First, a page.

LocalSYR

A plea from law enforcement: Move over for emergency responders, it’s the law

The crash that killed State Trooper David Cunniff is a dark reminder of the day a local deputy, Glenn Searles, was killed helping a driver on the side of the highway in DeWitt 10 years ago.
DeWitt (WSYR-TV) - The crash that killed State Trooper David Cunniff is a dark reminder of the day a local deputy, Glenn Searles, was killed helping a driver on the side of the highway in DeWitt 10 years ago.

"Dewitt officers were the first officers on the scene that tragic night, so they saw the reality of the danger of what can happen," recalled DeWitt Police Chief Eugene Conway.

Dewitt Police start each day with a clear message. On every screen saver, they'll find the number of officers who've died on duty across the country.

"An auto-related death is the leading cause of death each year for law enforcement," said Chief Conway.

Trooper Cunniff grew up in Duanesburg, NY, before taking an assignment in Fultonville. He was 35 years old and a father of two young children.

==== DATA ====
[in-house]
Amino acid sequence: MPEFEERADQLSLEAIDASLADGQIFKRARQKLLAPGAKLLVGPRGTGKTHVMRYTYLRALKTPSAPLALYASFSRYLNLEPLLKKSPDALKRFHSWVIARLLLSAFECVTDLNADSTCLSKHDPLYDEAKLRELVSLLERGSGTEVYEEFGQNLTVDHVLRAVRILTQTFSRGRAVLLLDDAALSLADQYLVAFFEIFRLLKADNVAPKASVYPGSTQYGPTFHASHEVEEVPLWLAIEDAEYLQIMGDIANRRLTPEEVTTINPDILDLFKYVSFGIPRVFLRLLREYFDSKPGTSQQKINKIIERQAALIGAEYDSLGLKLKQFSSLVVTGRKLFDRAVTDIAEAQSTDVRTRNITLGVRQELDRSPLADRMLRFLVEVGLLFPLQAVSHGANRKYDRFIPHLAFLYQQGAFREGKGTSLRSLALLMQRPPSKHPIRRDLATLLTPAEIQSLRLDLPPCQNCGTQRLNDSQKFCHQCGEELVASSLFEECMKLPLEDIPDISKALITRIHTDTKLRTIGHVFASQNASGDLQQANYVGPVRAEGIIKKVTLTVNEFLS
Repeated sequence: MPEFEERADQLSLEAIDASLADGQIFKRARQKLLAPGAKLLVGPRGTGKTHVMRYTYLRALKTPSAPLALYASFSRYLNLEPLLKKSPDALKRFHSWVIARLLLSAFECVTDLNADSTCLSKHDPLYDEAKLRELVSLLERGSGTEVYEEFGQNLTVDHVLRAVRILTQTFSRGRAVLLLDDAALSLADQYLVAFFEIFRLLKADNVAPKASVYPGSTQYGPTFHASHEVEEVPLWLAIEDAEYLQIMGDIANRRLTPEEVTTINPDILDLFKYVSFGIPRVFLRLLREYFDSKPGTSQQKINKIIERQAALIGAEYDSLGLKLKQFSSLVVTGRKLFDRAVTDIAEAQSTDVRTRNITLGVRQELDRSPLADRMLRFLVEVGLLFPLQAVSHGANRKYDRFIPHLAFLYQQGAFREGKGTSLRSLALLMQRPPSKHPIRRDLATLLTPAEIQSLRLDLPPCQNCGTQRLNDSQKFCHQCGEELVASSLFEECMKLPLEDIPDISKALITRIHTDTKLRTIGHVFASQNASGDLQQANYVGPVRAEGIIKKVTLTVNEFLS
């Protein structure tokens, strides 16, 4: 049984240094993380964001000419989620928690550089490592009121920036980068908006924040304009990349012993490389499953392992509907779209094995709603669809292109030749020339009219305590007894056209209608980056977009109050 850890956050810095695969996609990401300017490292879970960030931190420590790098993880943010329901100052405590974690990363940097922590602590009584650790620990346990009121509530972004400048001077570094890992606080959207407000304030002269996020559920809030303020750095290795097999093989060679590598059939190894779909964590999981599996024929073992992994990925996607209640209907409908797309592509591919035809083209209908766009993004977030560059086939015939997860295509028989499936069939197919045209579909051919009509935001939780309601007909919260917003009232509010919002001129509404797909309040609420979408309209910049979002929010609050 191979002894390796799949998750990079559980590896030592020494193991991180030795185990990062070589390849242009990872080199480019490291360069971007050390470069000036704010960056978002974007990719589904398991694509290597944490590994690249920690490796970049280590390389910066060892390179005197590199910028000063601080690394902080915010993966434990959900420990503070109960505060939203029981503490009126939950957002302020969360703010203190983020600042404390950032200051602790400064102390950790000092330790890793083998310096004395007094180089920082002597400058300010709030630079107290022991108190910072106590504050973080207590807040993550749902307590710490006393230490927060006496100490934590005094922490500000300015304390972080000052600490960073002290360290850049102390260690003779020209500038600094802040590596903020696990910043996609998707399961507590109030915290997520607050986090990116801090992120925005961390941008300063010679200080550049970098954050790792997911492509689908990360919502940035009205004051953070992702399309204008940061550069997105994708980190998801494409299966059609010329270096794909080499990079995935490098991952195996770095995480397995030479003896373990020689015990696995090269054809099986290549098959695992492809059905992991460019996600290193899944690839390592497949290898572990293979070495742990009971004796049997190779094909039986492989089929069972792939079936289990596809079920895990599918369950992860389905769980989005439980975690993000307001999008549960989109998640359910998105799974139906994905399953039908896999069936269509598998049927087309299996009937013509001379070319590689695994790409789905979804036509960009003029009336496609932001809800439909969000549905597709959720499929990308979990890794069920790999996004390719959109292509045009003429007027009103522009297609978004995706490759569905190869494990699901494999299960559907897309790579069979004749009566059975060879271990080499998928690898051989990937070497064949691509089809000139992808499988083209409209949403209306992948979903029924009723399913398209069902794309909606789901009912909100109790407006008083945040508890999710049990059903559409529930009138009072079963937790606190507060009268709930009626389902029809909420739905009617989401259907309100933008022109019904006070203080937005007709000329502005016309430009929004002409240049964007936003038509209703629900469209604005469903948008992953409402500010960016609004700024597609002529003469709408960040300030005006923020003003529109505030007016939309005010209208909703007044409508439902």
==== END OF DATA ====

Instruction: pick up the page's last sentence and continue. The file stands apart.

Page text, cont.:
"It is a profound affect to all of our brothers and sisters in emergency services. Certainly our heart goes out to the Cunniff family and to his law enforcement family in the State Police. We know what this is like. This is a terrible tragedy,” said Chief Deputy John Balloni, with the Onondaga County Sheriff's Office.

This year Chief Deputy Balloni's colleagues at the sheriff's office held a ceremony marking the somber 10th anniversary of Searles' death.

The loss prompted action, inspiring a new state law in New York that requires drivers to move over for first-responders.

This year, the rules expanded to include tow truck operators and maintenance workers. Violators face a $275 fine and three points on their license.

For his part, Conway makes sure his crew is as visible as possible with flares, vests, and traffic cones. In addition to the bright yellow jackets that officers wear, their cars are covered with reflectors.

Yet, across the state New York State Troopers caught nearly 12,000 drivers violating the Move Over law last year and with Trooper Cunniff's loss, the number of on-duty deaths keeps rising.

"All of us in law enforcement know that that very easily could have been one of our own law enforcement officers," Conway said.

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